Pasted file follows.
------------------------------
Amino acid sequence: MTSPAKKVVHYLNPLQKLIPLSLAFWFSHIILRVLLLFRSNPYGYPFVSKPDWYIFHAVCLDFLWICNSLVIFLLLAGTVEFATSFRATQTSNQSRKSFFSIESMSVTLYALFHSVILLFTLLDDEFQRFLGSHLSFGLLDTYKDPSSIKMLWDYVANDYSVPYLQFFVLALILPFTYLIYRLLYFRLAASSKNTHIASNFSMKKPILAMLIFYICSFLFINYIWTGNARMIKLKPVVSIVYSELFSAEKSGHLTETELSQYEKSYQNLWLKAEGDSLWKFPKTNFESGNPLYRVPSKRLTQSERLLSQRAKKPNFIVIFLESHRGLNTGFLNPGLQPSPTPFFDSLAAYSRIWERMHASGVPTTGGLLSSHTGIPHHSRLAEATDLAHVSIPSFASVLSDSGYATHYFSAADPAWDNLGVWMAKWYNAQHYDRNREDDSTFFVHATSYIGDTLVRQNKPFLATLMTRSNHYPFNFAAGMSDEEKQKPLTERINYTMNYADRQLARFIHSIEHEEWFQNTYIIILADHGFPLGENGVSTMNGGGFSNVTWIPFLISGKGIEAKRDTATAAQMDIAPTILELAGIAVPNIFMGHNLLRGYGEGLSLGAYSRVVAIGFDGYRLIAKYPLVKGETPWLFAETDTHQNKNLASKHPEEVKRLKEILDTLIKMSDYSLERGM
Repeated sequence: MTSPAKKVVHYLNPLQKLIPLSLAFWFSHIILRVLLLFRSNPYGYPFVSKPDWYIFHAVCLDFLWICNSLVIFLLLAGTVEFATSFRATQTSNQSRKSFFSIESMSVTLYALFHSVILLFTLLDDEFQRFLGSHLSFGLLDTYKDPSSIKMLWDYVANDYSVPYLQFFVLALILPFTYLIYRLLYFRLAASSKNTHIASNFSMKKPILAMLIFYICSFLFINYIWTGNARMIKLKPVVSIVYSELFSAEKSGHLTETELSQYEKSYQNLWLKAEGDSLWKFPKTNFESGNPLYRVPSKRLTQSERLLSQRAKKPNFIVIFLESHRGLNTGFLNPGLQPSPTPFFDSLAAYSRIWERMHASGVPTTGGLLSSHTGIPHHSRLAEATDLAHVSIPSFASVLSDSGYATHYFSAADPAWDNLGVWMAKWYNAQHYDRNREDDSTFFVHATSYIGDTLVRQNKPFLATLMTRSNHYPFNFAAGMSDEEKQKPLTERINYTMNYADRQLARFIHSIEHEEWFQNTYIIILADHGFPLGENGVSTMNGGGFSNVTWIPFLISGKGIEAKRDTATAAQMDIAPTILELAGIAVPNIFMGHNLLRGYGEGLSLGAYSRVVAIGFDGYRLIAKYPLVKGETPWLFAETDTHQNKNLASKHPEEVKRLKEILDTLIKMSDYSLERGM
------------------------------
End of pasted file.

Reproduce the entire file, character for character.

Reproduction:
Amino acid sequence: MTSPAKKVVHYLNPLQKLIPLSLAFWFSHIILRVLLLFRSNPYGYPFVSKPDWYIFHAVCLDFLWICNSLVIFLLLAGTVEFATSFRATQTSNQSRKSFFSIESMSVTLYALFHSVILLFTLLDDEFQRFLGSHLSFGLLDTYKDPSSIKMLWDYVANDYSVPYLQFFVLALILPFTYLIYRLLYFRLAASSKNTHIASNFSMKKPILAMLIFYICSFLFINYIWTGNARMIKLKPVVSIVYSELFSAEKSGHLTETELSQYEKSYQNLWLKAEGDSLWKFPKTNFESGNPLYRVPSKRLTQSERLLSQRAKKPNFIVIFLESHRGLNTGFLNPGLQPSPTPFFDSLAAYSRIWERMHASGVPTTGGLLSSHTGIPHHSRLAEATDLAHVSIPSFASVLSDSGYATHYFSAADPAWDNLGVWMAKWYNAQHYDRNREDDSTFFVHATSYIGDTLVRQNKPFLATLMTRSNHYPFNFAAGMSDEEKQKPLTERINYTMNYADRQLARFIHSIEHEEWFQNTYIIILADHGFPLGENGVSTMNGGGFSNVTWIPFLISGKGIEAKRDTATAAQMDIAPTILELAGIAVPNIFMGHNLLRGYGEGLSLGAYSRVVAIGFDGYRLIAKYPLVKGETPWLFAETDTHQNKNLASKHPEEVKRLKEILDTLIKMSDYSLERGM
Repeated sequence: MTSPAKKVVHYLNPLQKLIPLSLAFWFSHIILRVLLLFRSNPYGYPFVSKPDWYIFHAVCLDFLWICNSLVIFLLLAGTVEFATSFRATQTSNQSRKSFFSIESMSVTLYALFHSVILLFTLLDDEFQRFLGSHLSFGLLDTYKDPSSIKMLWDYVANDYSVPYLQFFVLALILPFTYLIYRLLYFRLAASSKNTHIASNFSMKKPILAMLIFYICSFLFINYIWTGNARMIKLKPVVSIVYSELFSAEKSGHLTETELSQYEKSYQNLWLKAEGDSLWKFPKTNFESGNPLYRVPSKRLTQSERLLSQRAKKPNFIVIFLESHRGLNTGFLNPGLQPSPTPFFDSLAAYSRIWERMHASGVPTTGGLLSSHTGIPHHSRLAEATDLAHVSIPSFASVLSDSGYATHYFSAADPAWDNLGVWMAKWYNAQHYDRNREDDSTFFVHATSYIGDTLVRQNKPFLATLMTRSNHYPFNFAAGMSDEEKQKPLTERINYTMNYADRQLARFIHSIEHEEWFQNTYIIILADHGFPLGENGVSTMNGGGFSNVTWIPFLISGKGIEAKRDTATAAQMDIAPTILELAGIAVPNIFMGHNLLRGYGEGLSLGAYSRVVAIGFDGYRLIAKYPLVKGETPWLFAETDTHQNKNLASKHPEEVKRLKEILDTLIKMSDYSLERGM